Fraser Nelson

Inside the Brown operation: the loathing, the cluelessness and the sulks

Inside the Brown operation: the loathing, the cluelessness and the sulks
Text settings
Comments

Remember Peter Watt? No one in Team Brown did either –and that, it now turns out, was a big mistake. As general secretary of the Labour Party when the Blair-Brown handover happened (and cash-for-honours was in the air) he was in a brilliant position to know what went on. And, after being abandoned by all of them, he has a motive to tell. His revelations are pretty explosive, but this jumps out at me the most - from Douglas Alexander, the man everyone thought was Brown’s little Mowgli raised by a fellow son-of-the-manse in the jungle of politics. This is what Alexander (the would-be co-ordinator in the election that never was) had to say to Watt in 2007:

"The truth is, Peter, we have spent ten years working with this guy, and we don’t actually like him. We have always thought that the longer the British public had to get to know him, the less they would like him as well.”

When Brown took over, Alexander also confided that the Brownites were without a clue:

"You’d imagine that after ten years of waiting for this, and ten years complaining about Tony, we would have some idea of what we are going to do but we don’t seem to have any policies. For God’s sake, Harriet’s helping write the manifesto!"

And another wee gem – this from a dinner party Watt attended with his wife Vilma:

"While Sarah pottered around getting the meal ready, Gordon began showing people to their seats but was interrupted by one of the No10 staff, saying he had an important phone call.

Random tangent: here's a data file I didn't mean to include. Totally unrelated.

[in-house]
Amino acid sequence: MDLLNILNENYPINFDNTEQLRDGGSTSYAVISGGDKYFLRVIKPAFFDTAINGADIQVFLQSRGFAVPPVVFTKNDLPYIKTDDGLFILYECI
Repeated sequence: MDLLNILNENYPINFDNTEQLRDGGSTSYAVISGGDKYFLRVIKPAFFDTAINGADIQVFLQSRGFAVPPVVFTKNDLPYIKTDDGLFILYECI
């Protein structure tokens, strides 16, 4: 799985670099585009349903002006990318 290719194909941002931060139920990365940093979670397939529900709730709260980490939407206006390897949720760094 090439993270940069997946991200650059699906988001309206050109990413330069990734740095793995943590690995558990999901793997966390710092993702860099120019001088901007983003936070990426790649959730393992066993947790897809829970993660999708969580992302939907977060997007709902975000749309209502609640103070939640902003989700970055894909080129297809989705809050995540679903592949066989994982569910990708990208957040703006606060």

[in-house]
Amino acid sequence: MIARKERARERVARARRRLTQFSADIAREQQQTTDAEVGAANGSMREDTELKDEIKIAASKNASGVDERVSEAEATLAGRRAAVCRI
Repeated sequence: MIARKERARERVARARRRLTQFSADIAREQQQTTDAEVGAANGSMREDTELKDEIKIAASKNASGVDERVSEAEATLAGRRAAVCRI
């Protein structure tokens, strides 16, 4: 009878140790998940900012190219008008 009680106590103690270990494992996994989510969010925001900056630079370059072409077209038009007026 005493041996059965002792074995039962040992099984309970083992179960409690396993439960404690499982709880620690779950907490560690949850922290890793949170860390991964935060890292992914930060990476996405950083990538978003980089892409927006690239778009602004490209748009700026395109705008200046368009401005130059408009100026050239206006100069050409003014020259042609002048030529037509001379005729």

He disappeared, leaving Vilma and two others seated, and the rest of us awkwardly milling about.

After a few minutes, we all started to feel a bit silly, so decided just to sit ourselves down.

When Gordon finally reappeared he was aghast to find us all at the table. ‘I didn’t sit you all down,’ he exclaimed angrily.

It was hugely embarrassing and some of the guests started mumbling about getting up again.

‘No, no, you might as well stay where you are,’ he replied huffily.

He sat at the end of the table and swivelled in his chair, so that he almost had his back to everybody, and leaned his head on his arm.

For the rest of the meal he was monosyllabic, sulking because he had lost control of the seating plan.

The plates had not even been cleared when suddenly, without saying anything, he just got up and left.

As Sarah had also disappeared by then, we all showed ourselves out. ‘He’s bonkers,’ Vilma whispered, as we trooped out.

I wanted to disagree – but she was right."

Read the rest here. And enjoy.

Written byFraser Nelson

Fraser Nelson is the editor of The Spectator. He is also a columnist with The Daily Telegraph, a member of the advisory board of the Centre for Social Justice and the Centre for Policy Studies.

Comments